Tickets for the event, held at Seattle’s Key Arena, ran $99 for General Admission, $199 for Floor Seats, and a whopping $499 for a VIP package that includes perks like exclusive meet and greets and access to after parties. You could buy them on Ticketmaster—for a couple of minutes.
About 10,000 seats were sold for the event, a Key Arena official told the Daily Dot.
The expensive VIP packages was unavailable on Ticketmaster within five minutes, with general admission tickets unavailable for purchase twenty-five minutes later. It’s unknown if another wave of tickets will be made available at a later date.
If you missed out on a ticket, a scalping market has already emerged, but be careful: the tickets can only be transferred through the official outlet, Ticketmaster, at the list price of the ticket. That hasn’t stopped general admission tickets, with a list price of $99, from popping up on eBay for $500.
This year’s prize purse has yet to be announced, but the 2013 version of the event handed out a ridiculous $2.87 million, the record for a single esports event. The tournament champions, Alliance, took home $1.4 million, $287,438 for each member of the five-man team.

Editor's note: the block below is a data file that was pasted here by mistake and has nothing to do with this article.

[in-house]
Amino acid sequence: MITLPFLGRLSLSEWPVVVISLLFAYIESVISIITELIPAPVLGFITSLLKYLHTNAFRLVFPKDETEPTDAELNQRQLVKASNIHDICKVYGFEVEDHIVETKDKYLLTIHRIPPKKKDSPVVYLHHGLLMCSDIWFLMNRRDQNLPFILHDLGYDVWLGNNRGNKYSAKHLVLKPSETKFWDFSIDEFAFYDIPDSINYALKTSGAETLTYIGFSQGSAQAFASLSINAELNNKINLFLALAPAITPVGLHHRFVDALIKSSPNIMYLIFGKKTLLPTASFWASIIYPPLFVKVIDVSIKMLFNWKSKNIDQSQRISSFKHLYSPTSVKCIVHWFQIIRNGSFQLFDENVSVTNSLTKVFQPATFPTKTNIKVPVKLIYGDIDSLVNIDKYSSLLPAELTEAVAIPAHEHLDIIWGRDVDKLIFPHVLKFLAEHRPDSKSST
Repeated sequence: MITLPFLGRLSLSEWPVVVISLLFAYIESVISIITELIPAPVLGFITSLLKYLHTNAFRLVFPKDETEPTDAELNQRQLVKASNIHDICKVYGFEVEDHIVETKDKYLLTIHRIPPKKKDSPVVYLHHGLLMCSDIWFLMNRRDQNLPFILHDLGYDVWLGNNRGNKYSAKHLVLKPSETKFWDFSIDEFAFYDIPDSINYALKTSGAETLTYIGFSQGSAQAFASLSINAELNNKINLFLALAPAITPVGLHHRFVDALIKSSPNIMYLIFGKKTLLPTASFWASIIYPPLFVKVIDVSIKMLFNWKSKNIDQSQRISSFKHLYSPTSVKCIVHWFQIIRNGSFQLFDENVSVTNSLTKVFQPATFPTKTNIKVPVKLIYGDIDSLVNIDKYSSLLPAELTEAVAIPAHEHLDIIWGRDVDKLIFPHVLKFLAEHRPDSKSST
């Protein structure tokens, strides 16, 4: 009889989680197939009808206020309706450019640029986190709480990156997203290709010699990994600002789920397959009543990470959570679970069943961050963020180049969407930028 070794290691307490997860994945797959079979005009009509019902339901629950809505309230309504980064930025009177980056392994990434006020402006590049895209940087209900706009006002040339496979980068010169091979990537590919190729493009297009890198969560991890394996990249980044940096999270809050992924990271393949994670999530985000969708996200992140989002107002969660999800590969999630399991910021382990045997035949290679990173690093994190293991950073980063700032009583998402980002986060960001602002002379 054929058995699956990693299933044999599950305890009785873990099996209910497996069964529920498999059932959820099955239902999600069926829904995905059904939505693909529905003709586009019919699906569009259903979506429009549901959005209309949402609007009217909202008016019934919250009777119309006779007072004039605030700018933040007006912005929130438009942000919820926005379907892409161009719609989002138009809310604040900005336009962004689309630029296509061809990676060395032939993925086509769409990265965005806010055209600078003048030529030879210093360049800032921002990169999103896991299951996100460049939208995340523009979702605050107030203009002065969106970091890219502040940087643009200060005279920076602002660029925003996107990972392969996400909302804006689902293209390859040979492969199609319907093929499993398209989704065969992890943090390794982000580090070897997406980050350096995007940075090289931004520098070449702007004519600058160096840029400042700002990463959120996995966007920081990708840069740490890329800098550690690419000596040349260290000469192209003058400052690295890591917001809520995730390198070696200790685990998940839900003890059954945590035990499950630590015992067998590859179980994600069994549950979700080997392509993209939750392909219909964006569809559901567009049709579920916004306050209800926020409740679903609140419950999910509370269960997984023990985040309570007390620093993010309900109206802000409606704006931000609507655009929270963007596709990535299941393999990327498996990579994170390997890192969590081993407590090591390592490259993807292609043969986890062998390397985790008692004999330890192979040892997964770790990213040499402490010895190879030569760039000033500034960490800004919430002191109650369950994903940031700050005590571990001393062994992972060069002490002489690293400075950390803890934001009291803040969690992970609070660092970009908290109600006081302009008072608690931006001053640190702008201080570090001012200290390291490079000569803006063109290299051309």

Dota 2‘s developer, Valve, contributed $1.6 million of the total, with fans making up the rest thanks to something Valve dubbed the Interactive Compendium. This “virtual passport” provided a number of benefits to online viewers, scuh as in-game items and votes towards the roster of the tournament’s All-Star Game. All told, 25 percent of each sale of the $10 compendium went towards the prizes.
The 2014 edition of the compendium has yet to be announced. But it’s safe to say that with Dota 2 growing in popularity every year, this year’s cash prize will be even bigger.
Sixteen teams will battle at the event, with four regional qualifiers added to eleven invites. The four regional runner-ups will compete for the final spot. It runs from July 18 to 21.